Improving Postsecondary Outcomes for Deaf Individuals
Discusses the individual and systemic factors that both facilitate and inhibit the attainment of postsecondary education, training, and career goals for deaf individuals
Uses a systems theory approach and resiliency models to emphasize how deaf individuals persist through the transition process
Designed for a diverse audience that includes professionals who work (or are training to work) with deaf individuals, policy makers, as well as federal and state personnel
This unique volume on the postsecondary transition process for deaf individuals looks systemically at the factors associated with positive postsecondary outcomes. “This book,” state authors Stephanie W. Cawthon and Carrie Lou Garberoglio, “draws upon our two anchoring theories: resilience and ecological systems theory. Although all people develop in context, deaf individuals develop in a context that has different processes and outcomes than hearing individuals. It was therefore essential, in our view, to look at both of these frameworks together in understanding the development of deaf individuals from secondary to postsecondary outcomes and experiences.”
Shifting the Dialog, Shifting the Culture is designed to offer opportunities for reflection as well as a deeper understanding of transition for deaf individuals. “The chapters begin with a brief synopsis, a kind of road map, with some key points to look for when reading the chapter. Where relevant, we provide stories from the field or vignettes that capture dimensions that we intend to expand upon in the primary narrative. The chapters include a discussion of demographics: Who are the individuals, and where are the institutions that are involved in preparing deaf individuals for their futures? Throughout the book, we include elements, such as definitions of key concepts, case law, historical context, research summaries, and available data from both within and outside of the field.”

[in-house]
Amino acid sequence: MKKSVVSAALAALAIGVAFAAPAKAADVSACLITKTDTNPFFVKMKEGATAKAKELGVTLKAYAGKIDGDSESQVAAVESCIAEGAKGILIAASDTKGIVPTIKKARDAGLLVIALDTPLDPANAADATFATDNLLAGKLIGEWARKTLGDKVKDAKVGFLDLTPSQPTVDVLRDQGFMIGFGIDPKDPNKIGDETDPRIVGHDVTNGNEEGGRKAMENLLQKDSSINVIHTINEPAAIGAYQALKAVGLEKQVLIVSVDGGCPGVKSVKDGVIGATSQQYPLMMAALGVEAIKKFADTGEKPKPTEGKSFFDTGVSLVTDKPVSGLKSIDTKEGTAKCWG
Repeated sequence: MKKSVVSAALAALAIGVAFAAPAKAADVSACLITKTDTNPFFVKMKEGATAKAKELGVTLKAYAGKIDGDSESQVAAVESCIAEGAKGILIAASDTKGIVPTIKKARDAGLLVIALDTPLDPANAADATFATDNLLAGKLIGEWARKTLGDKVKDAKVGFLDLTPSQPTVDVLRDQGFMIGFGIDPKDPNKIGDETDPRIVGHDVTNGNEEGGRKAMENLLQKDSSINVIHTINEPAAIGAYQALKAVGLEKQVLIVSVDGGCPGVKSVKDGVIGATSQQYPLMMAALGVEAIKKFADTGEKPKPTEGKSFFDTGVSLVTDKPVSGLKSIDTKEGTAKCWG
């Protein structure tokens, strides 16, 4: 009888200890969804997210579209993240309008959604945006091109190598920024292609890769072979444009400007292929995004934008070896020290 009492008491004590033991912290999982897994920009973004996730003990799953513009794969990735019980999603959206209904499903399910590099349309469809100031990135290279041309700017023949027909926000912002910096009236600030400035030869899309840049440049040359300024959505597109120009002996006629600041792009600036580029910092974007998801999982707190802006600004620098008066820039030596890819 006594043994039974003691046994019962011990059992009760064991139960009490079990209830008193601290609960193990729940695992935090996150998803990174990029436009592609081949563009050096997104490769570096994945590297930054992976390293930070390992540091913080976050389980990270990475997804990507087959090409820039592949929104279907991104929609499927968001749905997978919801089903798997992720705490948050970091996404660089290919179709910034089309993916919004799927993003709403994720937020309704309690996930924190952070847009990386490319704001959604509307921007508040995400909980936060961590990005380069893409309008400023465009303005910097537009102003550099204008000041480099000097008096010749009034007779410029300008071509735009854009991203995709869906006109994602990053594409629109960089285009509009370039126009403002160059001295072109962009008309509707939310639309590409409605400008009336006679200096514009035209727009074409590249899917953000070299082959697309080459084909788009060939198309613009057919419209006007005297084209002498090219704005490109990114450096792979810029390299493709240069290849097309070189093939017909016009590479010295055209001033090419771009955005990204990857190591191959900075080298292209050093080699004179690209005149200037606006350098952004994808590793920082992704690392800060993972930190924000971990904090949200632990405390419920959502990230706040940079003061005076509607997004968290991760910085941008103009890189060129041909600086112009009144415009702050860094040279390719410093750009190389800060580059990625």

The authors assert that “without a strong understanding of the current research, policymakers cannot make informed decisions about the types of programs or services that may best facilitate postsecondary success for deaf individuals. We hope that this book can provide some needed perspective on what supports are already available as well as the types of barriers that reduce access to postsecondary opportunities.”
ABOUT THE AUTHORS
Stephanie W. Cawthon (right) is an associate professor in the Department of Educational Psychology and the director of the Deaf and Hard of Hearing Institute at the Meadows Center for Preventing Educational Risk at The University of Texas at Austin. She is also the director of the National Deaf Center on Postsecondary Outcomes. Cawthon holds a bachelor’s and a master’s degree from Stanford University and a PhD from the University of Wisconsin-Madison. Her personal experience as a deaf person is integrated into her understanding of what it means to navigate academic and professional contexts.
Carrie Lou Garberoglio (left) is the program coordinator at the Deaf and Hard of Hearing Institute at the Meadows Center for Preventing Educational Risk at The University of Texas at Austin and the associate director of the National Deaf Center on Postsecondary Outcomes. She holds master’s degrees in deaf education and deaf studies from Lamar University and in program evaluation from UT Austin. She obtained her PhD in educational psychology at UT Austin. As a deaf person who was raised in the deaf community, Garberoglio is committed to increasing the accessibility of research for deaf audiences.